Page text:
The new consciousness of money
Two simple things that the modern man takes for granted: money and time. In the last week, I have considered how the two abstractions have changed human life and experience radically. It is funny how once you have an idea, it seems to cycle through your mind and conversations. In this post I will first address money.
It began with the thought that in the past, and certainly in some parts of the world today (or parts of society), there was two ways to build capital. First, to have land. Land and property were something that could be passed generation to generation, could be profited from through trade and non-monetary “rent”. If you have land that is yours, you have secured for yourself one part in the food, water, shelter equation that is necessary for basic existence.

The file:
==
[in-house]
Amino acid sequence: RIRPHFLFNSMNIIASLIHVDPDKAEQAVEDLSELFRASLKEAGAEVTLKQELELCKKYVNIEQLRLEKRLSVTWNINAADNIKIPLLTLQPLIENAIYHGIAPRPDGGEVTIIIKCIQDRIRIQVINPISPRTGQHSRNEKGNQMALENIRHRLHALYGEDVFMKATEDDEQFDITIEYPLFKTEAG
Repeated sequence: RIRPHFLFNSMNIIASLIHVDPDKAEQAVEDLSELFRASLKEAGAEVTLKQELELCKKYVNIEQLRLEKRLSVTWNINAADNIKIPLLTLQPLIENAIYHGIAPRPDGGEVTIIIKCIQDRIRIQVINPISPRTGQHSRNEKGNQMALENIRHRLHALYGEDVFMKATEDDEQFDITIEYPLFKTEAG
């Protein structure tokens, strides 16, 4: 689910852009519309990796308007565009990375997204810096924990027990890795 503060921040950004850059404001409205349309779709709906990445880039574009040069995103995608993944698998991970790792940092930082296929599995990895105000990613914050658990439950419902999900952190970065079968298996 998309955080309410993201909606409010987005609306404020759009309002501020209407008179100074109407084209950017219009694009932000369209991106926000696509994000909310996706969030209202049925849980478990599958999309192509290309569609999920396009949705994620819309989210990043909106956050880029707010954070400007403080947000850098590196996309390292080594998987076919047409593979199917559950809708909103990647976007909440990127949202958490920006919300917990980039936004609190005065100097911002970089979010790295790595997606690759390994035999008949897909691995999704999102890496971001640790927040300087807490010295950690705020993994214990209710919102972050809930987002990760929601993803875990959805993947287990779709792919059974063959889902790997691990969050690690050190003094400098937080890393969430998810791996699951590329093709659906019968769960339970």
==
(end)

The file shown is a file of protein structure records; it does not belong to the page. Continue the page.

Second, you build your wealth by having children. Children used to be profitable, in a sense. Not only would they care for you in your old age, but the daughters could earn a dowry for your family (or the sons, depending on the culture). Children could work the land you have, farm the land you rent, or be the “minimum wage workers” of today’s society. The more children you had, generally the more wealthy you had the potential to be, up to a point.
The modern society has entirely changed this equation. Wealth is judged almost entirely by a single abstract metric – money – that allows you to purchase the food, water and shelter you need. While land is still a form of wealth, you could be very wealthy without owning land. You can be wealthy today without actually producing any product at all (and in this service economy, that is all the more true).